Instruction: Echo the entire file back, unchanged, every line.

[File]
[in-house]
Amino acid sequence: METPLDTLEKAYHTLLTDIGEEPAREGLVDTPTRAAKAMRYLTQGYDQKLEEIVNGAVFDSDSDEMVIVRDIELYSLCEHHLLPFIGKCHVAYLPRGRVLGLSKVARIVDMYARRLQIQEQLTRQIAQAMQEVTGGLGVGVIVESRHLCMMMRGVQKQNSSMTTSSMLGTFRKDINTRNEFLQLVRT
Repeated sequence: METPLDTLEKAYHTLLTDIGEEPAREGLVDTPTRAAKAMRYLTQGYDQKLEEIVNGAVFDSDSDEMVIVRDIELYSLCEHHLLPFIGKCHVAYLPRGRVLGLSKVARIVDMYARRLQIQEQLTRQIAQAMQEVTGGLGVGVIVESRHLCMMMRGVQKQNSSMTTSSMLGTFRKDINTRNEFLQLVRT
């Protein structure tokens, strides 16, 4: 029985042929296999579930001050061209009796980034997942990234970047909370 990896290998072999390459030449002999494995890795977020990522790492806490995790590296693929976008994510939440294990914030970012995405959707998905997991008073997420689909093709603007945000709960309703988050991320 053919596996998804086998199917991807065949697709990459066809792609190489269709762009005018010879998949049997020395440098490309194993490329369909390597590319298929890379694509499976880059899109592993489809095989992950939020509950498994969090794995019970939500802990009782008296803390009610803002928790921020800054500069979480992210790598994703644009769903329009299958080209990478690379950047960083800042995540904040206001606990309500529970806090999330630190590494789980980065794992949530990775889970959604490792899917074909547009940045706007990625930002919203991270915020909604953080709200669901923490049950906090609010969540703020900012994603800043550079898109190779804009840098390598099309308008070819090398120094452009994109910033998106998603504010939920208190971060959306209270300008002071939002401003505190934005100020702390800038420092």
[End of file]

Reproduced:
[in-house]
Amino acid sequence: METPLDTLEKAYHTLLTDIGEEPAREGLVDTPTRAAKAMRYLTQGYDQKLEEIVNGAVFDSDSDEMVIVRDIELYSLCEHHLLPFIGKCHVAYLPRGRVLGLSKVARIVDMYARRLQIQEQLTRQIAQAMQEVTGGLGVGVIVESRHLCMMMRGVQKQNSSMTTSSMLGTFRKDINTRNEFLQLVRT
Repeated sequence: METPLDTLEKAYHTLLTDIGEEPAREGLVDTPTRAAKAMRYLTQGYDQKLEEIVNGAVFDSDSDEMVIVRDIELYSLCEHHLLPFIGKCHVAYLPRGRVLGLSKVARIVDMYARRLQIQEQLTRQIAQAMQEVTGGLGVGVIVESRHLCMMMRGVQKQNSSMTTSSMLGTFRKDINTRNEFLQLVRT
């Protein structure tokens, strides 16, 4: 029985042929296999579930001050061209009796980034997942990234970047909370 990896290998072999390459030449002999494995890795977020990522790492806490995790590296693929976008994510939440294990914030970012995405959707998905997991008073997420689909093709603007945000709960309703988050991320 053919596996998804086998199917991807065949697709990459066809792609190489269709762009005018010879998949049997020395440098490309194993490329369909390597590319298929890379694509499976880059899109592993489809095989992950939020509950498994969090794995019970939500802990009782008296803390009610803002928790921020800054500069979480992210790598994703644009769903329009299958080209990478690379950047960083800042995540904040206001606990309500529970806090999330630190590494789980980065794992949530990775889970959604490792899917074909547009940045706007990625930002919203991270915020909604953080709200669901923490049950906090609010969540703020900012994603800043550079898109190779804009840098390598099309308008070819090398120094452009994109910033998106998603504010939920208190971060959306209270300008002071939002401003505190934005100020702390800038420092």